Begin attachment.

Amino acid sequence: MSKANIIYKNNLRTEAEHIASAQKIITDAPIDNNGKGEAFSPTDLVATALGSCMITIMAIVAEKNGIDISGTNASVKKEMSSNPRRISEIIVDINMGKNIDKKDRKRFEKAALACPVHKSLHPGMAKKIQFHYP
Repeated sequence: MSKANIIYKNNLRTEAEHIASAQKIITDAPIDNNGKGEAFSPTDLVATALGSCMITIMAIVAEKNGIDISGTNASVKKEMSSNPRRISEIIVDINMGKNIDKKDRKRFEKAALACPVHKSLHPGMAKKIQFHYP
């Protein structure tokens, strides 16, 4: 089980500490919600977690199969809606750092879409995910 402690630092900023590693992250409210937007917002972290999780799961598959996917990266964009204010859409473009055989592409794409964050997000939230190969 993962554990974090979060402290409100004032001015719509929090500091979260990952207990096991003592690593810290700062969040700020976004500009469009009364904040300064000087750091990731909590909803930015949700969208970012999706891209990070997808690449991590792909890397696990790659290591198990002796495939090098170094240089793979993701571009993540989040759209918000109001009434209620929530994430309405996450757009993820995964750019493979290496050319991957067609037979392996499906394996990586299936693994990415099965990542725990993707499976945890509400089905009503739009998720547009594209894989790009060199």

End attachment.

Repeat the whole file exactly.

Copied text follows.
Amino acid sequence: MSKANIIYKNNLRTEAEHIASAQKIITDAPIDNNGKGEAFSPTDLVATALGSCMITIMAIVAEKNGIDISGTNASVKKEMSSNPRRISEIIVDINMGKNIDKKDRKRFEKAALACPVHKSLHPGMAKKIQFHYP
Repeated sequence: MSKANIIYKNNLRTEAEHIASAQKIITDAPIDNNGKGEAFSPTDLVATALGSCMITIMAIVAEKNGIDISGTNASVKKEMSSNPRRISEIIVDINMGKNIDKKDRKRFEKAALACPVHKSLHPGMAKKIQFHYP
């Protein structure tokens, strides 16, 4: 089980500490919600977690199969809606750092879409995910 402690630092900023590693992250409210937007917002972290999780799961598959996917990266964009204010859409473009055989592409794409964050997000939230190969 993962554990974090979060402290409100004032001015719509929090500091979260990952207990096991003592690593810290700062969040700020976004500009469009009364904040300064000087750091990731909590909803930015949700969208970012999706891209990070997808690449991590792909890397696990790659290591198990002796495939090098170094240089793979993701571009993540989040759209918000109001009434209620929530994430309405996450757009993820995964750019493979290496050319991957067609037979392996499906394996990586299936693994990415099965990542725990993707499976945890509400089905009503739009998720547009594209894989790009060199």